There are some things that we seem to do reflexively in the ED. Giving steroids to a patient with an asthma exacerbation is one of those things. Ask yourself the following question. Why do we do this? What is the evidence behind it? Can you cite any of the studies that lead to this common practice? I couldn’t fully elaborate on these – thus I’ve chosen it as the theme for this edition of WWDWWD.

How do they work?

Systemic glucocorticoids work just like the natural ones made in the adrenals (the kidney’s hat). They bind with glucocorticoid receptors- forming a complex, which then interacts with DNA to alter transcription of genes responsible for lots of stuff. In the case of asthma exacerbations this includes inflammatory mediators.

OK, prove it

Way back in 1993 (when I was a sophomore in high school) Scarfone et al demonstrated that children with a moderate asthma exacerbation who received prednisone as opposed to placebo had reduced risk of admission to the hospital. A meta-analysis from 2001 (when I was a second year med student) further supported the use of steroids in asthmatics. Rowe et al. noted that early ED administration within 1 hour of presentation was associated with reduced rate of admission. This meta analysis included a dozen RCT studies of almost 900 total patients. The pooled OR was 0.40, 95% CI: 0.21 to 0.78. The estimated number needed to treat is 8 95% CI 5-21. Children that didn’t get steroids before coming to the ED had a NNT of 7 and OR 0.37, 95% CI: 0.19 to 0.70. This probably means that these children were a bit sicker since they had already gotten steroids prior to their sentinel ED visit. Side effects were not significantly different between corticosteroid treatments and placebo.

Who should get them?

Basically, children with moderate exacerbations or worse. Children that have not received inhaled beta-agonists within a few hours of arrival to the ED and those that respond promptly and completely to a single dose do not benefit from steroids.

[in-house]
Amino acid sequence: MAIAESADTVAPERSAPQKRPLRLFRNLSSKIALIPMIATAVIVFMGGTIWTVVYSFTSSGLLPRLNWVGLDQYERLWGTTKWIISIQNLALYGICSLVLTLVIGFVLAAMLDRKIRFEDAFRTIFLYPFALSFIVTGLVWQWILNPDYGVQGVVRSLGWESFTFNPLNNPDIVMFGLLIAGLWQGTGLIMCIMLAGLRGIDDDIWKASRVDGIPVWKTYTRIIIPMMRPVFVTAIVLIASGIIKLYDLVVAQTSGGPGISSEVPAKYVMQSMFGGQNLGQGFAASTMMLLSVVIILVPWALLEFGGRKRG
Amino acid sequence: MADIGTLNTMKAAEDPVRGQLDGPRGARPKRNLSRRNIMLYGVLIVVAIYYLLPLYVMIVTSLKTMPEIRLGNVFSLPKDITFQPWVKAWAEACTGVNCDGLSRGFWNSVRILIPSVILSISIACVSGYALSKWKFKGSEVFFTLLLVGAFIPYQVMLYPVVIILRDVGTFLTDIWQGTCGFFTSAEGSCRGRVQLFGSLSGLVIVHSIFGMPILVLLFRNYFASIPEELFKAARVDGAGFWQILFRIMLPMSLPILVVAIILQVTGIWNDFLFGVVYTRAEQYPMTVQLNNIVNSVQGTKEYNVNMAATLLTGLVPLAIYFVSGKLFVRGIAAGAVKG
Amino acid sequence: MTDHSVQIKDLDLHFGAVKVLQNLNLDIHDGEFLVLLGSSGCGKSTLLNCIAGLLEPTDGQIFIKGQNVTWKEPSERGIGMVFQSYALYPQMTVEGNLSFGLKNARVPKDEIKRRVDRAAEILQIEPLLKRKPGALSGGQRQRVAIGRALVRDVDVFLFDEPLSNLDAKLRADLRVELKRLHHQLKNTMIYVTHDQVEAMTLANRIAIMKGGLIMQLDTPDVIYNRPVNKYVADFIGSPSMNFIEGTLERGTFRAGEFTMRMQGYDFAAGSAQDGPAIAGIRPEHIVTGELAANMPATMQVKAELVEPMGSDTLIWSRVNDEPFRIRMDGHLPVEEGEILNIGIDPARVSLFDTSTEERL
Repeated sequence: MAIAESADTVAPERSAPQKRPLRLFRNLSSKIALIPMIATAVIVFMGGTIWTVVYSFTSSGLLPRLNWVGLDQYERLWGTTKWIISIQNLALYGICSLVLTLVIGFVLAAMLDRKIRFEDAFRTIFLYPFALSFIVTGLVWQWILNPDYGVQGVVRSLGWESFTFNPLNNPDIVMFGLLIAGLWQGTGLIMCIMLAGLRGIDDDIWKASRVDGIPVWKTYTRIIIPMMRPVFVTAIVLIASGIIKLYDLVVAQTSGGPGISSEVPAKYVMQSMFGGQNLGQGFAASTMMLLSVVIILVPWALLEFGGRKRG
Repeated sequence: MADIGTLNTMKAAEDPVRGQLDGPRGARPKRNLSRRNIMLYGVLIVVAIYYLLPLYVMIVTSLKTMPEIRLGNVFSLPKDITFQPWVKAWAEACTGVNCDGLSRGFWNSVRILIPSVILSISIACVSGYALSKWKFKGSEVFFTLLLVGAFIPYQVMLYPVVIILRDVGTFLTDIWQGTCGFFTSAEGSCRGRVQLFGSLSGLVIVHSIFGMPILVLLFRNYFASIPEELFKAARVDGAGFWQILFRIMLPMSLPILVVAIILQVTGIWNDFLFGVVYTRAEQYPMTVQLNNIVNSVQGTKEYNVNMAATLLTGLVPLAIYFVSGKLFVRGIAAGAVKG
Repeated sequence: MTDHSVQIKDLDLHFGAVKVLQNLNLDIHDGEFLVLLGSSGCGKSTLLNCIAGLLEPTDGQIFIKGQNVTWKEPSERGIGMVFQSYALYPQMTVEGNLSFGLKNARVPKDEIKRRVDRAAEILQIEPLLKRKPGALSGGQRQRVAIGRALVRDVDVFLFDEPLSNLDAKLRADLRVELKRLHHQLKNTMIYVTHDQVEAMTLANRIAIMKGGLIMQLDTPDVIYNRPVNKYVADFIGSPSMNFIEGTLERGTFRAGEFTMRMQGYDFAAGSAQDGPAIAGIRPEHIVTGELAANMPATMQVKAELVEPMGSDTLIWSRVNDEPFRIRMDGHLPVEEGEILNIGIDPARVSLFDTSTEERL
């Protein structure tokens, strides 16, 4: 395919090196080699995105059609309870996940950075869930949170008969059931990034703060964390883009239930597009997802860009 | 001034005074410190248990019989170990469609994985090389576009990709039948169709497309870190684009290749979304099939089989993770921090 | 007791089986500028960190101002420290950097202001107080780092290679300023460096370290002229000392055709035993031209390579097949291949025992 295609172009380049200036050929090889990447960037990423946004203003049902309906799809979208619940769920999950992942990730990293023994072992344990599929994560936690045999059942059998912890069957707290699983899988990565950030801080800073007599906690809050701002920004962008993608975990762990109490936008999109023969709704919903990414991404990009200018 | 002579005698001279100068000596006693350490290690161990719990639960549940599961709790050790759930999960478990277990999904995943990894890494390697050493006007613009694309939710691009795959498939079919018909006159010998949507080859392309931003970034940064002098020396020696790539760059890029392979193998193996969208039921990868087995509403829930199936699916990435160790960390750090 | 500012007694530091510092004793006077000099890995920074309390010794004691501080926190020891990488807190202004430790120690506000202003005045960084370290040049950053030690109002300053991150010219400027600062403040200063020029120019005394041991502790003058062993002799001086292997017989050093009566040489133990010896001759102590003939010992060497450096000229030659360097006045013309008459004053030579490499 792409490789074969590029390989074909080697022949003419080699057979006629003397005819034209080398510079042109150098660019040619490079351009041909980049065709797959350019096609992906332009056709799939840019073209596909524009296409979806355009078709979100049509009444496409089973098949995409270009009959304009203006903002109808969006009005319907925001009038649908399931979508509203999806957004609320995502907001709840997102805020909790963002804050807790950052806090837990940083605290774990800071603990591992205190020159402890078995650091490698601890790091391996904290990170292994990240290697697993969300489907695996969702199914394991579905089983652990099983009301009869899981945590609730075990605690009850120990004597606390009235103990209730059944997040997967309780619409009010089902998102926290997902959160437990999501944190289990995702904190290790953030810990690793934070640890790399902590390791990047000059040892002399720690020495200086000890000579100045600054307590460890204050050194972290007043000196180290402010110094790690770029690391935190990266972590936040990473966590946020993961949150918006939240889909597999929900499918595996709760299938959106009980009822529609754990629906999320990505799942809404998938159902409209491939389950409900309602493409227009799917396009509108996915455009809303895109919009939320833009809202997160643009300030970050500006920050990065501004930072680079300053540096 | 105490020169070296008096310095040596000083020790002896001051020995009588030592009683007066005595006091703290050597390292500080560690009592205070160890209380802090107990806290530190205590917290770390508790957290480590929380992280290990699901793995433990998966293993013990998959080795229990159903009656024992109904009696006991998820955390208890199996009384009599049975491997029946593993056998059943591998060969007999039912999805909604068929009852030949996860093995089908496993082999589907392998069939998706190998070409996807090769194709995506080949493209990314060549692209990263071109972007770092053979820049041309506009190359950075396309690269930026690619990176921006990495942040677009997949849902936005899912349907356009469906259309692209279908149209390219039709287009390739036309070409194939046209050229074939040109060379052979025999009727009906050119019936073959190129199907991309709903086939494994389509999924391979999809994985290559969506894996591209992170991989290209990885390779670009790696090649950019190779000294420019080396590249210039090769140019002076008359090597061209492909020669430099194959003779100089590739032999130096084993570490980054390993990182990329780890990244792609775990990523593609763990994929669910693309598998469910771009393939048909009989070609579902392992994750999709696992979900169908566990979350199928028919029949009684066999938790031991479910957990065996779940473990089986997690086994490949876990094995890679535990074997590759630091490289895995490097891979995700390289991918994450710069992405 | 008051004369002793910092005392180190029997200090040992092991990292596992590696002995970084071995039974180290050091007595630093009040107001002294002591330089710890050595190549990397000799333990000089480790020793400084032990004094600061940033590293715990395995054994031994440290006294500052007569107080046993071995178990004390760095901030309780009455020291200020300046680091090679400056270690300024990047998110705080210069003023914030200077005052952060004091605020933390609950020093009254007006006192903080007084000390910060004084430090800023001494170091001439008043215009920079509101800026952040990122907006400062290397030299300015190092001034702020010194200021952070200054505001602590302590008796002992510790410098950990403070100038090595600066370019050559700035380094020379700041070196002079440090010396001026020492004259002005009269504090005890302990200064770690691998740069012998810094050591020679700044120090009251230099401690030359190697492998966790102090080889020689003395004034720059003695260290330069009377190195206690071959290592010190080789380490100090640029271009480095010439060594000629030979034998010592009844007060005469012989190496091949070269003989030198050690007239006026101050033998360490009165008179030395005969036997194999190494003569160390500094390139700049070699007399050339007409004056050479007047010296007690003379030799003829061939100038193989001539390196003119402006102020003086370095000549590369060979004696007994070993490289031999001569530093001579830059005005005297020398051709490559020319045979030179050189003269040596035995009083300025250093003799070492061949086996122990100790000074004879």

What is the usual dose & schedule for oral medications?

There are a few options:

  • Prednisone/Prednisolone 1mg/kg orally – max 60mg/dose – once daily for 5 days (Fun-fact: Prednisone is metabolized into prednisolone in the liver)
  • Dexamethasone 0.6mg/kg orally – max 10mg – once daily for one or two days

When should they be given?

ASAP – That much is clear. Zemek et al noted in their investigation of 644 children with asthma exacerbations that the administration of oral steroids by triage nurses reduced the odds of admission OR = 0.56; 95% CI: 0.36-0.87. Children ended up getting steroids 44 minutes earlier when they were administered in triage. Recall that steroids take at least 2-4 hours to start working – so this difference is important. As you’d expect, patents that got steroids in triage were better quicker – time to “mild” status median difference: 51 minutes; 95% CI: 17-84; P = .04. They were also discharged home faster – time to discharge median difference: 44 minutes; 95% CI: 17-68; P = .02. If your ED doesn’t do this you should be asking why.

Does it matter which one I administer?